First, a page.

I would now like to place an emphasis on the response by Mr Spellar that said no Chinooks flew into Northern Ireland on the 2nd of June 1994 and only one left which was Chinook ZDS576 which departed at 1742 local time to its first position report (Waypoint A off the Mull of Kintyre Lighthouse).
This statement is grossly incorrect based on the following fact that another unidentified Chinook (believed to be American) appeared to come from the Aldergrove direction and flew out to sea just before the departure of ZD576…….one can only assume that this was based temporarily at RAF Machrihanish.
One the 1st of June 1994 Chinook ZD576 was flown by Lt(RN) Kingston and upon return later that afternoon Lt(RN) Kinston discussed the following day’s tasking with Lt Lt Tapper. That tasking involved the movement of troops within Northern Ireland for which 6.5 hours had been allocated and the final task being the passenger flight from RAF Aldergrove to Fort George and return to which 3 hours had been allocated. Fl Lt Tapper elected to carry out all of this tasking using his own crew and consequently carried out flight planning for the Inverness flight during the evening of the 1st of June 1994. Both Fl Lt Tapper was seen preparing maps for the following day. MALM Forbes who was in another accommodation was also seen preparing maps for the next day. This aspect clearly shows the professionalism of both aircrew in preparing for the next days tasking.
The day of the tasking (2nd of June 1994) Fl Lt Tapper conducted a sortie brief with his crew. Weather data was received with Machrihanish (situated just north of their first waypoint A) being borderline. The appropriate 230 Squadron Duty Officer was not available for the brief as he was at another brief involving a Puma formation and so Fl Lt Tapper left photocopies of his maps with the Duty Officers Assistant.
The passenger for this aircraft were processed through RAF Aldergrove Air Movement Section and received a safety briefing by two RAF staff (FS Holmes and Sgt Coles) who happened to be the crewmen belonging to Lt(RN) Kingston. The passenger were provided with appropriate safety equipment but their baggage was no xrayed.
Fl Lt Tapper and crew were driven to Chinook ZD576 at approximately 1700 hours where they conducted a normal aircraft start and reposition the Chinook to the Air Movements Dispersal. At 1720 the passengers were boarded and their baggage was secured along the centre of the cabin floor. The Chinook, call sign F4J40, took off at 1742 hours and departed on track 027 (M) …comms was established on HF with 81SU (Strike Command) at 1746 and asked for a listening watch to be maintained.
The aircraft requested to leave the Aldergrove Approach Radar frequency just before the Control Zone Boundary and concluded its ATC service with Belfast International Airport at 1747. The aircraft was not observed on radar after that time.
The aircraft was observed by several witnesses low level over the Antrim Hills heading toward the coastal point of Carnlough. At 1755 Scottish Military received a single call on their contact frequency and this call was not answered. After further investigation by myself the actual broadcast read as follows: “Scottish Military, good afternoon this is F4J40″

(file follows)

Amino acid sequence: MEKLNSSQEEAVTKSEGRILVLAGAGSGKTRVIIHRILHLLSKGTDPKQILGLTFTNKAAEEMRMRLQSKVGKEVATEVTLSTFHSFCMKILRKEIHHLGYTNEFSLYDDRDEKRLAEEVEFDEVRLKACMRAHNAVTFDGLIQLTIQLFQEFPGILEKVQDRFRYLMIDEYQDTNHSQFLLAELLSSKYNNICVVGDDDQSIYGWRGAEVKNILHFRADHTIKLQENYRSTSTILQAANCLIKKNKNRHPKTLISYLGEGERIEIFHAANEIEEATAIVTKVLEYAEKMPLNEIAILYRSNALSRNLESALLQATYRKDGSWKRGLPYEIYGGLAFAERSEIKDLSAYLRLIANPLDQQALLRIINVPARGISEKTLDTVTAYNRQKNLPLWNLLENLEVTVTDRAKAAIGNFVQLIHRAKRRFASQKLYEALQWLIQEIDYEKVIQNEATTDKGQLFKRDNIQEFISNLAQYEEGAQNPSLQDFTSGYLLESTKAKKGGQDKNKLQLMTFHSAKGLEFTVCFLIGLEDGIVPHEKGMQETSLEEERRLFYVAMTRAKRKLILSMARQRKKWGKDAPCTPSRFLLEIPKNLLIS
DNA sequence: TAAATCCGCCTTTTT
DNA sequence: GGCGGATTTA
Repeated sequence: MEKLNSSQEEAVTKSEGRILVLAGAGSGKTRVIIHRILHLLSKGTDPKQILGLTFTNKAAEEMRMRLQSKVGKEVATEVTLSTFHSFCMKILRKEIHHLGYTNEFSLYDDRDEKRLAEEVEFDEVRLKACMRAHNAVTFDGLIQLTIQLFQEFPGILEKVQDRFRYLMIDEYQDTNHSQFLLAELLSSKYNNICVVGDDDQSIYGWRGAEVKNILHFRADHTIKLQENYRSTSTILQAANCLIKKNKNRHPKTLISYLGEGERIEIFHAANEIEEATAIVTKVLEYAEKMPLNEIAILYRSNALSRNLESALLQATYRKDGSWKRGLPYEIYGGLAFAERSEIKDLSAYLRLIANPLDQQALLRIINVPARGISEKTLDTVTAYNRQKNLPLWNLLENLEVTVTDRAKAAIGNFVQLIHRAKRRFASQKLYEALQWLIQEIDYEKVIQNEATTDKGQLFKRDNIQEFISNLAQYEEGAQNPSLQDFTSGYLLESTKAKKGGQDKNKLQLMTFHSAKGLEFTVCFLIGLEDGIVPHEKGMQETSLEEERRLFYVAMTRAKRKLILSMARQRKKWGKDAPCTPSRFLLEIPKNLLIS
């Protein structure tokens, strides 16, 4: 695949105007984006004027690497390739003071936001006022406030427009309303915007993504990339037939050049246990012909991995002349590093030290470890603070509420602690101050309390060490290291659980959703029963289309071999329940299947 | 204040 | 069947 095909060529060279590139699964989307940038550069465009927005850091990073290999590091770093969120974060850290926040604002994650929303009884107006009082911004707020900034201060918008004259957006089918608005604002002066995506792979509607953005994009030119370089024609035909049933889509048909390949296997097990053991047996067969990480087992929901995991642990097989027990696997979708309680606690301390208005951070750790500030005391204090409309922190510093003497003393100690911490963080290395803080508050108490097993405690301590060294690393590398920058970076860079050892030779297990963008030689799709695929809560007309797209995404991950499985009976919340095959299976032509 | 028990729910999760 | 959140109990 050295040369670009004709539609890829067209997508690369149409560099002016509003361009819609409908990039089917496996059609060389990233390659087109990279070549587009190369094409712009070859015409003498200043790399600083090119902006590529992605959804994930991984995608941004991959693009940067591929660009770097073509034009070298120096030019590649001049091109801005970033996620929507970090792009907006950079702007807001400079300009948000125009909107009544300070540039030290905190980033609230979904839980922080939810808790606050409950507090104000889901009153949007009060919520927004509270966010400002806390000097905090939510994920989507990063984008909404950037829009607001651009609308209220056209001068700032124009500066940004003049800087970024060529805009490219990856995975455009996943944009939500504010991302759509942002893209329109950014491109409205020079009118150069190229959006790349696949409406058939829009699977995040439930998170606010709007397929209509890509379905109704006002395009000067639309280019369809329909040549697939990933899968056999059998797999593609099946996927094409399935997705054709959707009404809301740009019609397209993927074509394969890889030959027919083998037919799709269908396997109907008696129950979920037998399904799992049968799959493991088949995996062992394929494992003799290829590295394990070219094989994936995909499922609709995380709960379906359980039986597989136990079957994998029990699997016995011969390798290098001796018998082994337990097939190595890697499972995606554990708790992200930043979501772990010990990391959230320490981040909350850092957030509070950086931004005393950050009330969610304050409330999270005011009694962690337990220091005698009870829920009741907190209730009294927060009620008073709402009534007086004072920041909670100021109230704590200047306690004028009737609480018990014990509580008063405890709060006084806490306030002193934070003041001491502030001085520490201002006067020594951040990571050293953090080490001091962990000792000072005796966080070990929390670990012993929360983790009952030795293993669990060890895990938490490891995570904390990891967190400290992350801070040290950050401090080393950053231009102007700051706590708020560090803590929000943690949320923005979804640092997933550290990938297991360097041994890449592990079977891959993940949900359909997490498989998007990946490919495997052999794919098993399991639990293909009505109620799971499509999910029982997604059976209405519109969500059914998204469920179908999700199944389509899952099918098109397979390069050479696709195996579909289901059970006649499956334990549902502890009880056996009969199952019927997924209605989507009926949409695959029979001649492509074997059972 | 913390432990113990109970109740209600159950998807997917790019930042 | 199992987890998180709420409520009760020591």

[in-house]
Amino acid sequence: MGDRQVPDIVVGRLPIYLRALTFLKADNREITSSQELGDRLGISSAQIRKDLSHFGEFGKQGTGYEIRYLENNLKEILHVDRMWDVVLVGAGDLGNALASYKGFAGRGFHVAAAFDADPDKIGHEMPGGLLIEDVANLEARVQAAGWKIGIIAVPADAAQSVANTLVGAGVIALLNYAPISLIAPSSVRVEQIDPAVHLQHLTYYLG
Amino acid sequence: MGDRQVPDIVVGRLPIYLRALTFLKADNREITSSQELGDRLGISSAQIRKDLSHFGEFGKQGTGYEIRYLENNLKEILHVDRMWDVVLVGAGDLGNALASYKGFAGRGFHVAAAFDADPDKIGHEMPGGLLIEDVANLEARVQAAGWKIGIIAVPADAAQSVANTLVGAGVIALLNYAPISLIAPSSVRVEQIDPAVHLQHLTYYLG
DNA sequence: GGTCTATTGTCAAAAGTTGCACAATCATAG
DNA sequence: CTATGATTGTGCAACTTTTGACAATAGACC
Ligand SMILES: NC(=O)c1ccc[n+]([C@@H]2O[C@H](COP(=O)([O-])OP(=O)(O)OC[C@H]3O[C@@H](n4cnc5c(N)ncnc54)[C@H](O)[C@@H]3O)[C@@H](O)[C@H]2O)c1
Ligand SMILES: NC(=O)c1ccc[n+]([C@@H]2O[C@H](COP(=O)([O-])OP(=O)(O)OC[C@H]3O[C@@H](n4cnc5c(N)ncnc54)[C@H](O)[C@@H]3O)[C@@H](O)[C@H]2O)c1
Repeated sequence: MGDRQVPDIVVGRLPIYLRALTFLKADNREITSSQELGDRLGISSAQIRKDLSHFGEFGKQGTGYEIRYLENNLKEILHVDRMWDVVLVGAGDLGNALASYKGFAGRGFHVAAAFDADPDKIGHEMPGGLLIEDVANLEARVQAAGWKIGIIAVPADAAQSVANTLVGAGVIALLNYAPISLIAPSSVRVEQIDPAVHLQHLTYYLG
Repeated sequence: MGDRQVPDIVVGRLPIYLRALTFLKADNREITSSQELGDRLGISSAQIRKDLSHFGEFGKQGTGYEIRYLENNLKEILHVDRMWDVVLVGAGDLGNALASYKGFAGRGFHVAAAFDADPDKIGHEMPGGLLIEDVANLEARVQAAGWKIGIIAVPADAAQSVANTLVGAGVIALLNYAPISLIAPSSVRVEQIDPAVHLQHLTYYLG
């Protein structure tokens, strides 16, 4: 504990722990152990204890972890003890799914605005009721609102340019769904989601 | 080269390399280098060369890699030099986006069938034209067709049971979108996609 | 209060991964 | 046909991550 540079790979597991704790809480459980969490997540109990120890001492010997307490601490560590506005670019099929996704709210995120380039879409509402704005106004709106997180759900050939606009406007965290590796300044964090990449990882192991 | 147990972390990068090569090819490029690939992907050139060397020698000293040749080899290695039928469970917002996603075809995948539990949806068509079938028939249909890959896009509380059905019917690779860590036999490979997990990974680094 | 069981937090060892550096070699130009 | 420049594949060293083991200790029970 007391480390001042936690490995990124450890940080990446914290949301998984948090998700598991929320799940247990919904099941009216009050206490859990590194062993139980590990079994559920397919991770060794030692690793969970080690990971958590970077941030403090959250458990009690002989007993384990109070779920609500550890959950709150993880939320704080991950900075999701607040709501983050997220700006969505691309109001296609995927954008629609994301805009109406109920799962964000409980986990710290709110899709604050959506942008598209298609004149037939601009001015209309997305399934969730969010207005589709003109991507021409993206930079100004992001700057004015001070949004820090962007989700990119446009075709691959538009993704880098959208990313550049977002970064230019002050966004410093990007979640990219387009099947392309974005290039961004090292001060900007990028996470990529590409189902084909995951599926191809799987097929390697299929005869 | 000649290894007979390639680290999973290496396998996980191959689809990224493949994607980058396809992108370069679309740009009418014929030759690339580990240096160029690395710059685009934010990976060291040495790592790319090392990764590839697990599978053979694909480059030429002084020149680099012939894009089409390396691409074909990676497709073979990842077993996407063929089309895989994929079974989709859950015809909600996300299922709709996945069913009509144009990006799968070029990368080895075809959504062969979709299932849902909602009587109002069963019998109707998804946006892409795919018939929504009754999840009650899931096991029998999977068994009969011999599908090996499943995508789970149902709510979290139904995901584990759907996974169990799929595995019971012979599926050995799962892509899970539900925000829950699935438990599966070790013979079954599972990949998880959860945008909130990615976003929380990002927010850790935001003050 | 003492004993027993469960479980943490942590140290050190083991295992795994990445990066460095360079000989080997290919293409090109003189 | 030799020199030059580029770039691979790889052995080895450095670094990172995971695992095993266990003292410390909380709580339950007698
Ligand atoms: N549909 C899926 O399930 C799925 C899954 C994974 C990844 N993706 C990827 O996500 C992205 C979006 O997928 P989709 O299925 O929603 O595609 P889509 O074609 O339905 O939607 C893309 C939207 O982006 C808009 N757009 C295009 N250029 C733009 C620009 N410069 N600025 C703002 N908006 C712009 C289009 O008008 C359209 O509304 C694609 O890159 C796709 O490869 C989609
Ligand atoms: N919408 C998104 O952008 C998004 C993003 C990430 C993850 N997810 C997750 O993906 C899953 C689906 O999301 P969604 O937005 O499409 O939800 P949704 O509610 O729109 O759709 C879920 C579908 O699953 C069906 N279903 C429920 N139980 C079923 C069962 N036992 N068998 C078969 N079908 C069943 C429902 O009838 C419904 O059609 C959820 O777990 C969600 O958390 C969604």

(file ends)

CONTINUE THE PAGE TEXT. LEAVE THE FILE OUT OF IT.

This is typical of calls made when entering another zone………it would have been answered by an acknowledgement and followed by any further instructions from ATC….however it was not answered and one can only assume that the crew would have called again to establish communications as it was getting close to there position report (Waypoint A) …what is extremely strange is that from this moment on their was a time lapse of approximately 4.5 minutes prior to impact and no further calls were made even though the report says that the helicopter was operating normally and was under full control. This information is critical in the investigation because this crew would have kept trying to contact Scottish Military as they were now flying in their zone with no communications to the controlling authority…….Fl Lt Tapper would have kept making calls and in the event that communications were not established he would have gone back to Northern Ireland Control (his last controlling authority) to advise them that he has no comms with Scottish Military and they would then have told him to remain on this frequency whilst they check it out. A call to Scottish would then have been made to determine the problem etc.
Lets just recall the questions and answers time between Mr William Ross and Mr Spellar when Mr Spellar said there was only one outbound movement of a Chinook that day ie no Chinnoks came in and only one left which was the one that left for Scotland ZD576.
So I would now like to point out another mistake in this inquiry and that is the fact that a second Chinock was observed flying from the direction of Aldergrove heading up towards Portrush by another reliable witness and also some witnesses in Bushmills (further to the east) heard the Chinook but did not see it.
Here is an account of that witness:
“My late parents and I were driving east from Coleraine towards Bushmills about 30 minutes before the crash. It had been a very wet afternoon and the sky was still very dark for the time of day. A Chinook with a [three colour] patchwork quilt style camouflage flew across our path just after we reached the top of Kilgrain hill. It was flying low in a northerly direction along the line of the Ballyversal road and by the time we reached the junction with that road the Chinook was just skimming the high ground to our left. There have been unconfirmed reports that the distinctive sound of a Chinook was heard over Bushmills.